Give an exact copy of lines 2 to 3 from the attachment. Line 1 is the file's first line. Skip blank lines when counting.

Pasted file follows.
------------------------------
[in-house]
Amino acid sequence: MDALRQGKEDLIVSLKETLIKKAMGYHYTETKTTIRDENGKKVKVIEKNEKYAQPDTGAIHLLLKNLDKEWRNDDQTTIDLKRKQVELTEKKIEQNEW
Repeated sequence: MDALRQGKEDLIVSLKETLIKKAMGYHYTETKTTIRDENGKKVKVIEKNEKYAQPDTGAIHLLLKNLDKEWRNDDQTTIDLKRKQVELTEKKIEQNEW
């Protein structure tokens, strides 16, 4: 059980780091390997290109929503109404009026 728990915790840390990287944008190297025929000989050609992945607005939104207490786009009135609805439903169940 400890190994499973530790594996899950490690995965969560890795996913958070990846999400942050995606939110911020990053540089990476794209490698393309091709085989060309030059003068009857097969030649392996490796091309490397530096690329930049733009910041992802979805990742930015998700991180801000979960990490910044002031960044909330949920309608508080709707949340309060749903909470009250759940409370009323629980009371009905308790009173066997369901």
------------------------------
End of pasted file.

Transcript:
Amino acid sequence: MDALRQGKEDLIVSLKETLIKKAMGYHYTETKTTIRDENGKKVKVIEKNEKYAQPDTGAIHLLLKNLDKEWRNDDQTTIDLKRKQVELTEKKIEQNEW
Repeated sequence: MDALRQGKEDLIVSLKETLIKKAMGYHYTETKTTIRDENGKKVKVIEKNEKYAQPDTGAIHLLLKNLDKEWRNDDQTTIDLKRKQVELTEKKIEQNEW